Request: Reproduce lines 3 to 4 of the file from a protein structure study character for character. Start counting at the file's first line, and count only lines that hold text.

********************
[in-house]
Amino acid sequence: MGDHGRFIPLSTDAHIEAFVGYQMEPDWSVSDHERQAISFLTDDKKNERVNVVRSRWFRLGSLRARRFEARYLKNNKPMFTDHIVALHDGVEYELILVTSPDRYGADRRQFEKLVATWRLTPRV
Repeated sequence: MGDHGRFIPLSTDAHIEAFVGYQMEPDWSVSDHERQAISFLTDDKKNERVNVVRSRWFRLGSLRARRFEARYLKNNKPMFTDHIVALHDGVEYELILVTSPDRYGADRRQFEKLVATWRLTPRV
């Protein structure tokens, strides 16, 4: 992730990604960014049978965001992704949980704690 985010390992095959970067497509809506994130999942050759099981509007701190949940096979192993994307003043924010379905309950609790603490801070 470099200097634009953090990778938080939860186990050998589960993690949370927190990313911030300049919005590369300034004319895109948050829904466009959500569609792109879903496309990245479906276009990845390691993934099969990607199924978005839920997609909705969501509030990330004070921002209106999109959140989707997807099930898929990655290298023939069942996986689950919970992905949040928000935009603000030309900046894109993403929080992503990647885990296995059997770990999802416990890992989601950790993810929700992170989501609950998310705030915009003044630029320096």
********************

Repeated sequence: MGDHGRFIPLSTDAHIEAFVGYQMEPDWSVSDHERQAISFLTDDKKNERVNVVRSRWFRLGSLRARRFEARYLKNNKPMFTDHIVALHDGVEYELILVTSPDRYGADRRQFEKLVATWRLTPRV
């Protein structure tokens, strides 16, 4: 992730990604960014049978965001992704949980704690 985010390992095959970067497509809506994130999942050759099981509007701190949940096979192993994307003043924010379905309950609790603490801070 470099200097634009953090990778938080939860186990050998589960993690949370927190990313911030300049919005590369300034004319895109948050829904466009959500569609792109879903496309990245479906276009990845390691993934099969990607199924978005839920997609909705969501509030990330004070921002209106999109959140989707997807099930898929990655290298023939069942996986689950919970992905949040928000935009603000030309900046894109993403929080992503990647885990296995059997770990999802416990890992989601950790993810929700992170989501609950998310705030915009003044630029320096």